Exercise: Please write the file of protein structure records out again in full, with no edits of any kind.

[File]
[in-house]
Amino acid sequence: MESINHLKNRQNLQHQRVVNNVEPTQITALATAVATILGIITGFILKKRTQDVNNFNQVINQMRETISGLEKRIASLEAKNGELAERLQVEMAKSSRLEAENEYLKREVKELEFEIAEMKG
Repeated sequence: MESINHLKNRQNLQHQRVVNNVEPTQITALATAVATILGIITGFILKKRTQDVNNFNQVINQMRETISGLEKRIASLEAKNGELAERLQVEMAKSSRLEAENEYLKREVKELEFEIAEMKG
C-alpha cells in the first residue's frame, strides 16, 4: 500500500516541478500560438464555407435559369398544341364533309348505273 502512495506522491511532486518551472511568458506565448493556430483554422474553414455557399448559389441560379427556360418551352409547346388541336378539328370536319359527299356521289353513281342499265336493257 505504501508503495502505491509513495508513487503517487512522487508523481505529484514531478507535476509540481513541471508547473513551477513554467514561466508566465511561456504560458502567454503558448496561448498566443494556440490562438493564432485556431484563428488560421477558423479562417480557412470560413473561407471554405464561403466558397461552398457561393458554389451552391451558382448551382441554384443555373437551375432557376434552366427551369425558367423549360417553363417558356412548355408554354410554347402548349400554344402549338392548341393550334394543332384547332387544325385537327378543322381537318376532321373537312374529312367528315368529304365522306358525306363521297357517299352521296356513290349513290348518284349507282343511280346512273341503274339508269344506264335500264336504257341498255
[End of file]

[in-house]
Amino acid sequence: MESINHLKNRQNLQHQRVVNNVEPTQITALATAVATILGIITGFILKKRTQDVNNFNQVINQMRETISGLEKRIASLEAKNGELAERLQVEMAKSSRLEAENEYLKREVKELEFEIAEMKG
Repeated sequence: MESINHLKNRQNLQHQRVVNNVEPTQITALATAVATILGIITGFILKKRTQDVNNFNQVINQMRETISGLEKRIASLEAKNGELAERLQVEMAKSSRLEAENEYLKREVKELEFEIAEMKG
C-alpha cells in the first residue's frame, strides 16, 4: 500500500516541478500560438464555407435559369398544341364533309348505273 502512495506522491511532486518551472511568458506565448493556430483554422474553414455557399448559389441560379427556360418551352409547346388541336378539328370536319359527299356521289353513281342499265336493257 505504501508503495502505491509513495508513487503517487512522487508523481505529484514531478507535476509540481513541471508547473513551477513554467514561466508566465511561456504560458502567454503558448496561448498566443494556440490562438493564432485556431484563428488560421477558423479562417480557412470560413473561407471554405464561403466558397461552398457561393458554389451552391451558382448551382441554384443555373437551375432557376434552366427551369425558367423549360417553363417558356412548355408554354410554347402548349400554344402549338392548341393550334394543332384547332387544325385537327378543322381537318376532321373537312374529312367528315368529304365522306358525306363521297357517299352521296356513290349513290348518284349507282343511280346512273341503274339508269344506264335500264336504257341498255